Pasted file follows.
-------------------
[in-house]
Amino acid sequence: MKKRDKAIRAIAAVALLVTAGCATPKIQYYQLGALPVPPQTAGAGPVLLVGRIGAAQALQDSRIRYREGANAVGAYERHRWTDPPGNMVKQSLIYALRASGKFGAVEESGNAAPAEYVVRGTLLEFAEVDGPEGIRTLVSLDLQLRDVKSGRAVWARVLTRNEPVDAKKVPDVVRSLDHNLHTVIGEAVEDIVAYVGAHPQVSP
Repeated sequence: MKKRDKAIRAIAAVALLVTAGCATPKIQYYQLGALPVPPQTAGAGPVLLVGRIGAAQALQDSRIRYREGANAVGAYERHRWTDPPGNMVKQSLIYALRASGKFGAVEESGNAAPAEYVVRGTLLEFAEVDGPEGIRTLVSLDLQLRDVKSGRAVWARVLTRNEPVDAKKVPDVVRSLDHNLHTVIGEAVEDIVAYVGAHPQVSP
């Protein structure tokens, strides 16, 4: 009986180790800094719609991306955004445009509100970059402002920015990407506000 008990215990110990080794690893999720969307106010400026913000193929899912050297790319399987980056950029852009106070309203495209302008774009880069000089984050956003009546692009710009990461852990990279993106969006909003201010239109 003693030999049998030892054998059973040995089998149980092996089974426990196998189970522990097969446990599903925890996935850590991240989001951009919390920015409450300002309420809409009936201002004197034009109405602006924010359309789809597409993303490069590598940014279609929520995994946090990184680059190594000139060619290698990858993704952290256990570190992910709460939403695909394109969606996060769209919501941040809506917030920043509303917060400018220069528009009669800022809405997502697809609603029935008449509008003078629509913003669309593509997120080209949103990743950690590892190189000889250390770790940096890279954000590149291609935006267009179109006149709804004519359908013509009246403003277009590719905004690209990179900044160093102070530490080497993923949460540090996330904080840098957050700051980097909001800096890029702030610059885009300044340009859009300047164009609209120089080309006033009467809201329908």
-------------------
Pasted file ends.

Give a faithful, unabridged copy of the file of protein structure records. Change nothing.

[in-house]
Amino acid sequence: MKKRDKAIRAIAAVALLVTAGCATPKIQYYQLGALPVPPQTAGAGPVLLVGRIGAAQALQDSRIRYREGANAVGAYERHRWTDPPGNMVKQSLIYALRASGKFGAVEESGNAAPAEYVVRGTLLEFAEVDGPEGIRTLVSLDLQLRDVKSGRAVWARVLTRNEPVDAKKVPDVVRSLDHNLHTVIGEAVEDIVAYVGAHPQVSP
Repeated sequence: MKKRDKAIRAIAAVALLVTAGCATPKIQYYQLGALPVPPQTAGAGPVLLVGRIGAAQALQDSRIRYREGANAVGAYERHRWTDPPGNMVKQSLIYALRASGKFGAVEESGNAAPAEYVVRGTLLEFAEVDGPEGIRTLVSLDLQLRDVKSGRAVWARVLTRNEPVDAKKVPDVVRSLDHNLHTVIGEAVEDIVAYVGAHPQVSP
């Protein structure tokens, strides 16, 4: 009986180790800094719609991306955004445009509100970059402002920015990407506000 008990215990110990080794690893999720969307106010400026913000193929899912050297790319399987980056950029852009106070309203495209302008774009880069000089984050956003009546692009710009990461852990990279993106969006909003201010239109 003693030999049998030892054998059973040995089998149980092996089974426990196998189970522990097969446990599903925890996935850590991240989001951009919390920015409450300002309420809409009936201002004197034009109405602006924010359309789809597409993303490069590598940014279609929520995994946090990184680059190594000139060619290698990858993704952290256990570190992910709460939403695909394109969606996060769209919501941040809506917030920043509303917060400018220069528009009669800022809405997502697809609603029935008449509008003078629509913003669309593509997120080209949103990743950690590892190189000889250390770790940096890279954000590149291609935006267009179109006149709804004519359908013509009246403003277009590719905004690209990179900044160093102070530490080497993923949460540090996330904080840098957050700051980097909001800096890029702030610059885009300044340009859009300047164009609209120089080309006033009467809201329908």